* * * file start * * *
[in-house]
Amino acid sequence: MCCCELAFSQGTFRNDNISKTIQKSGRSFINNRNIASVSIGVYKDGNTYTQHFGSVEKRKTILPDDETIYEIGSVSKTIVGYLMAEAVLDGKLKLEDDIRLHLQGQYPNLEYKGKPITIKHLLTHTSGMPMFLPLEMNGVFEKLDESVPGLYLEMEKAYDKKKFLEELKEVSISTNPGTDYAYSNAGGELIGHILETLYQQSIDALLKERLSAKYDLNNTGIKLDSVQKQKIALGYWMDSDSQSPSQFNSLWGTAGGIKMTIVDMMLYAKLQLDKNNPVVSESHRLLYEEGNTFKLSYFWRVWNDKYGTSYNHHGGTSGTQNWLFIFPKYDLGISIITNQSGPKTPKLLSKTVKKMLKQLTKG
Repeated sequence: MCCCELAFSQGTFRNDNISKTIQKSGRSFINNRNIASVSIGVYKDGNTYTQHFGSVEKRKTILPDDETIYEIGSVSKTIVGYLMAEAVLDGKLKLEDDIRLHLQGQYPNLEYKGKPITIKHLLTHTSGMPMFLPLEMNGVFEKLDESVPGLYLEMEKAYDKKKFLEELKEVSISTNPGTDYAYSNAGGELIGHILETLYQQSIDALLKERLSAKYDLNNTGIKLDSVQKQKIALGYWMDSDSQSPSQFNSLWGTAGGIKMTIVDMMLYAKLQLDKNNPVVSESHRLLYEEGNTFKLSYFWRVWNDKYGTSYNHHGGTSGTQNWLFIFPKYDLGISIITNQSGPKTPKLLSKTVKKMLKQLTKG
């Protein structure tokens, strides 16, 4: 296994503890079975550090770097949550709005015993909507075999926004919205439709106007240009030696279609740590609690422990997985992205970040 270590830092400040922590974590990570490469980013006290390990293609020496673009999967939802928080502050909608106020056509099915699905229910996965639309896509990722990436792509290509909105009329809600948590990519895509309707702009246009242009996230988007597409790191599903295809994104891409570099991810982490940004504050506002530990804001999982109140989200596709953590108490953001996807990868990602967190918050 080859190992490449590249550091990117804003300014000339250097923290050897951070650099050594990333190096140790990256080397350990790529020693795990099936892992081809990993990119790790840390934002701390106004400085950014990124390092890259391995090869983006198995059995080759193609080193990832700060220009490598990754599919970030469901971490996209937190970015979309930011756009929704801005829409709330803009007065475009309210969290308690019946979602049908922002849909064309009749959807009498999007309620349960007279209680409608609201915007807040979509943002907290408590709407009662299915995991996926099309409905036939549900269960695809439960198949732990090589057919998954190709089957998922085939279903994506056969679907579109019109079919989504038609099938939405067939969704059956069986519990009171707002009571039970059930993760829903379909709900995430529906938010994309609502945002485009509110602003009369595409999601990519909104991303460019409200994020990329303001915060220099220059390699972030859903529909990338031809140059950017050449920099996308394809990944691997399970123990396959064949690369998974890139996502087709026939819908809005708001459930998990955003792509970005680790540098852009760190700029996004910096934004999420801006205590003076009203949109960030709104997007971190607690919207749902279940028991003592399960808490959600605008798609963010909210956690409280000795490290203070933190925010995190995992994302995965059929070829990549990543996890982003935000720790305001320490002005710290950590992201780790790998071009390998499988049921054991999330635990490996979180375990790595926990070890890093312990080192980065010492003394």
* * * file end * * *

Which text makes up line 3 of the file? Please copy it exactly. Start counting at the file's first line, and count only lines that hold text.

Repeated sequence: MCCCELAFSQGTFRNDNISKTIQKSGRSFINNRNIASVSIGVYKDGNTYTQHFGSVEKRKTILPDDETIYEIGSVSKTIVGYLMAEAVLDGKLKLEDDIRLHLQGQYPNLEYKGKPITIKHLLTHTSGMPMFLPLEMNGVFEKLDESVPGLYLEMEKAYDKKKFLEELKEVSISTNPGTDYAYSNAGGELIGHILETLYQQSIDALLKERLSAKYDLNNTGIKLDSVQKQKIALGYWMDSDSQSPSQFNSLWGTAGGIKMTIVDMMLYAKLQLDKNNPVVSESHRLLYEEGNTFKLSYFWRVWNDKYGTSYNHHGGTSGTQNWLFIFPKYDLGISIITNQSGPKTPKLLSKTVKKMLKQLTKG